In Aus/NZ you don't tip, it's not generally part of the culture.

In the US/Canada you seem to tip for almost everything, but it's meant to be for a good job. However I've also found some workers have the tips factored into their pay - ie if you don't tip them, they're getting less than minimum wage.

Therefore, should you still tip in these countries when the service is appalling?

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    When the service is so bad that you can't speak of a service, then I would don't tip at all, even in USA. Commented Oct 16, 2012 at 20:48
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    It might depend on whether the bad service is clearly the employee's fault, or the employer's.
    – gerrit
    Commented Oct 16, 2012 at 20:53
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    Well more whether it's customary (although what's customary could still be unethical). If the service is still appalling, what do the locals do about it - tip, or not to tip?
    – Mark Mayo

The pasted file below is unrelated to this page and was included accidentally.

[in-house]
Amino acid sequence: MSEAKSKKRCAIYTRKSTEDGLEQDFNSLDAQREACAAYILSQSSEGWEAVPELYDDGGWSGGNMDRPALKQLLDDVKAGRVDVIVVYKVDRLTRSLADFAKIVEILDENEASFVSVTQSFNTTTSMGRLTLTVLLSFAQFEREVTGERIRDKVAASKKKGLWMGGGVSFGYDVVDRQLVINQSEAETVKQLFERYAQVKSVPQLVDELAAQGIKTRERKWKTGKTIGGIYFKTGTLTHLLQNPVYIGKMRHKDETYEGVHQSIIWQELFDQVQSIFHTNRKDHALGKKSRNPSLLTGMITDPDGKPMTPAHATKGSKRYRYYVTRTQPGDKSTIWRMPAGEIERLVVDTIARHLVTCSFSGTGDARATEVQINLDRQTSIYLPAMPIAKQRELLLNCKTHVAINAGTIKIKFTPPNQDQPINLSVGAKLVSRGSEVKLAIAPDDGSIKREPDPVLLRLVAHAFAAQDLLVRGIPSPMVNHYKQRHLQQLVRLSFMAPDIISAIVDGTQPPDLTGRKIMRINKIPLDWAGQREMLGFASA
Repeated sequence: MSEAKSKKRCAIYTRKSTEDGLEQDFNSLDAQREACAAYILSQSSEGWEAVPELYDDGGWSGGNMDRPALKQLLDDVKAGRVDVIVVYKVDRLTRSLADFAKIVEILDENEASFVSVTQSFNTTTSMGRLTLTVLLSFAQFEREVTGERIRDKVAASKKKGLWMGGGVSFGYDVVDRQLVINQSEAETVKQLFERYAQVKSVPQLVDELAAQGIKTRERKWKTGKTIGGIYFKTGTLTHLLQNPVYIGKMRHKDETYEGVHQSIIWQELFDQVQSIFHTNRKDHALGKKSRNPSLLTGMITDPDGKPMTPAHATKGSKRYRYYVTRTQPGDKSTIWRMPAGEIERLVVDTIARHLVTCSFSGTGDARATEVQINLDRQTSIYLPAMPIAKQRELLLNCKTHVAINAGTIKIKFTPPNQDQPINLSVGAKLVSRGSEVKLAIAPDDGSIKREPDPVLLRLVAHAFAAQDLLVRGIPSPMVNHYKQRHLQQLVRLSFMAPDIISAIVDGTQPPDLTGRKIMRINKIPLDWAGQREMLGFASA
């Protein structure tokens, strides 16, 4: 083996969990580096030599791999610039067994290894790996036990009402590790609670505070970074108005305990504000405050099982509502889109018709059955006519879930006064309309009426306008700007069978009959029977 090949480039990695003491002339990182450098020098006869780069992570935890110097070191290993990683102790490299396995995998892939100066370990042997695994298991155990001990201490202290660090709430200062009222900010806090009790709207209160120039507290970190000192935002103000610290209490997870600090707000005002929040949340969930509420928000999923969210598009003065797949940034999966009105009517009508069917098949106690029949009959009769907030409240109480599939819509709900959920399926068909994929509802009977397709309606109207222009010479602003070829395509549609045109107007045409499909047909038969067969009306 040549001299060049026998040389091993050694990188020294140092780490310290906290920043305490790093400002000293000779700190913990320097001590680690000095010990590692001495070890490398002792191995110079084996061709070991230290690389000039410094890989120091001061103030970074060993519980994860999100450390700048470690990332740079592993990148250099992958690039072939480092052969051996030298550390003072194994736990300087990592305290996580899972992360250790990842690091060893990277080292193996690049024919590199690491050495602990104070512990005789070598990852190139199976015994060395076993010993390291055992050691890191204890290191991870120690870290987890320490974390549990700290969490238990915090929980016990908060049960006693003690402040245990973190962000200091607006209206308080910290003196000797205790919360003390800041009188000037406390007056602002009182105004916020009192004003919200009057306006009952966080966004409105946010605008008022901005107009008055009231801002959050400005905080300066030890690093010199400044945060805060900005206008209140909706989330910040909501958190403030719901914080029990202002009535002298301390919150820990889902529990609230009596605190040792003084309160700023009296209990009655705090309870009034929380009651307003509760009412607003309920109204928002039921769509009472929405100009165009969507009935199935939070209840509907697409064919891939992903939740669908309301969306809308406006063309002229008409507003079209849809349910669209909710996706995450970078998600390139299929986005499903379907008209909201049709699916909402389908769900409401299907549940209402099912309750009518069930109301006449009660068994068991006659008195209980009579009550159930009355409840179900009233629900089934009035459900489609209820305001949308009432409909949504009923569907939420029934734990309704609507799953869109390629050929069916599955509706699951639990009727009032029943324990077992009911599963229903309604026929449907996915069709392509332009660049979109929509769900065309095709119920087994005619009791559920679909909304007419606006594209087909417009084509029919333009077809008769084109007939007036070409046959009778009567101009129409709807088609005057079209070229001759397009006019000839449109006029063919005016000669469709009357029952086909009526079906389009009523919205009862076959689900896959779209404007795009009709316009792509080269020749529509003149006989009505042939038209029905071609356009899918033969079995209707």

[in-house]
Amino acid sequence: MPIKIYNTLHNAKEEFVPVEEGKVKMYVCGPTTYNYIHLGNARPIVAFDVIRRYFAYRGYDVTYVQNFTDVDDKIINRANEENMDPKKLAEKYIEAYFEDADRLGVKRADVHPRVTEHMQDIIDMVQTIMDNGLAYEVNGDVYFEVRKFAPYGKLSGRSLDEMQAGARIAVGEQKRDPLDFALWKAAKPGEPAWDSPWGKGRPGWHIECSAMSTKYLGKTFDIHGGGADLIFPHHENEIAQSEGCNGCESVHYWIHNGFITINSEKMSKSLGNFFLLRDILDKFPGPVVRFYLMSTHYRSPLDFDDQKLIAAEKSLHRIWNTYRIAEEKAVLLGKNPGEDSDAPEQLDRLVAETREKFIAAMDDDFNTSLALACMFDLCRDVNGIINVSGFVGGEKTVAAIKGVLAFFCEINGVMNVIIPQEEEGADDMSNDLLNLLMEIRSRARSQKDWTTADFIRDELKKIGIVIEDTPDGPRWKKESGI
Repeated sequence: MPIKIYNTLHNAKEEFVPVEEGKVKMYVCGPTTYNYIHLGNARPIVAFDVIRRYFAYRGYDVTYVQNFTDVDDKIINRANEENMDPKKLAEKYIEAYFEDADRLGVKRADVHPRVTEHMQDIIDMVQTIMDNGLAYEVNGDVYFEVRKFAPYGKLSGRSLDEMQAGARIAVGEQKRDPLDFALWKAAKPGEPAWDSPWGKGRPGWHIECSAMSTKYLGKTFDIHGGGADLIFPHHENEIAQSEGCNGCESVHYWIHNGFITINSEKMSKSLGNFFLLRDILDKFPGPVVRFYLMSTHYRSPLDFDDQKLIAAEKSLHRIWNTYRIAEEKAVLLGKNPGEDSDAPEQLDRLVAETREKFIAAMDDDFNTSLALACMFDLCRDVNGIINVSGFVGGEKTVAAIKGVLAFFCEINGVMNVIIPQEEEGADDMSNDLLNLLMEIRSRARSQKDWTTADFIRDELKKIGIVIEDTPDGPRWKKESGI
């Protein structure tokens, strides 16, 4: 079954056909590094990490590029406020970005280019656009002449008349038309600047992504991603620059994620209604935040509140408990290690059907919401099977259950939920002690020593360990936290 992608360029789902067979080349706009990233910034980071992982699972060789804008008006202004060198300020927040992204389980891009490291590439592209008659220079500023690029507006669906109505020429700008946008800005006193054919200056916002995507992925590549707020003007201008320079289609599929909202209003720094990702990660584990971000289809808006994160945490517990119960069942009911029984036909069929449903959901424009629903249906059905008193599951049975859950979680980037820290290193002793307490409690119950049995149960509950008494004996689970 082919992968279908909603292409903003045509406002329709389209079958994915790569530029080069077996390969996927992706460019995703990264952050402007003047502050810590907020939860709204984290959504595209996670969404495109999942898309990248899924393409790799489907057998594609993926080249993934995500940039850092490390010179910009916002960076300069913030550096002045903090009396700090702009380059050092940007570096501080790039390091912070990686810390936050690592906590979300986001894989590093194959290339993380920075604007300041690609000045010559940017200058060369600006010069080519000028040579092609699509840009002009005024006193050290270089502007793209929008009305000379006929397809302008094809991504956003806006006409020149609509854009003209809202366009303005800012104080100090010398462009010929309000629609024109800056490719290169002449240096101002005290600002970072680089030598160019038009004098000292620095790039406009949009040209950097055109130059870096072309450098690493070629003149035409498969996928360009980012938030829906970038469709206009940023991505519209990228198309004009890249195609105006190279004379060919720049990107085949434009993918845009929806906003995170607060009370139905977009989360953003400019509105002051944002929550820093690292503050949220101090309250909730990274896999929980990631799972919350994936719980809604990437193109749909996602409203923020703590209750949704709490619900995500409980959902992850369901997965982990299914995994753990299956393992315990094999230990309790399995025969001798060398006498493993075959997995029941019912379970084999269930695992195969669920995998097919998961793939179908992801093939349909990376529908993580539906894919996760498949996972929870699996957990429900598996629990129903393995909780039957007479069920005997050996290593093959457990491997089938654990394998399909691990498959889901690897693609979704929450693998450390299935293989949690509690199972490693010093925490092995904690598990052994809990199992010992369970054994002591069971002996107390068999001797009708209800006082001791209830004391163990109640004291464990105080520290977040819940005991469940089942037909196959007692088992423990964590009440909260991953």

Commented Oct 16, 2012 at 21:34
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    Just to summarize from the question that already answers this: It depends on how bad the service is. For below-normal service leave a small tip. For terrible service leave nothing. Some people recommend leaving a very small tip - two cents is traditional - to indicate that you deliberately chose not to leave a tip and didn't forget. Commented Oct 17, 2012 at 3:05
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    As a New Zealander in the UK, I struggle still with the tipping culture. I can't answer your specific question regarding how to tip bad service in Canada/US, but in the UK I will not leave a tip for poor service.
    – Nicholas
    Commented Oct 17, 2012 at 12:35

4 Answers 4


but [tipping] is meant to be for a good job

Yes, in theory, but in practice it's standard to (almost) always leave a tip. Even if the service is merely "bad", then you generally leave a tip on the low end of the scale. If it really is appalling (ie, they got your order completely wrong, or were excessively slow for no good reason), then you leave a very low tip (ie, 5%), or leave the 1-cent tip if you want to send a pointed message. I think I've only ever done that once or twice (and I eat at restaurants a lot).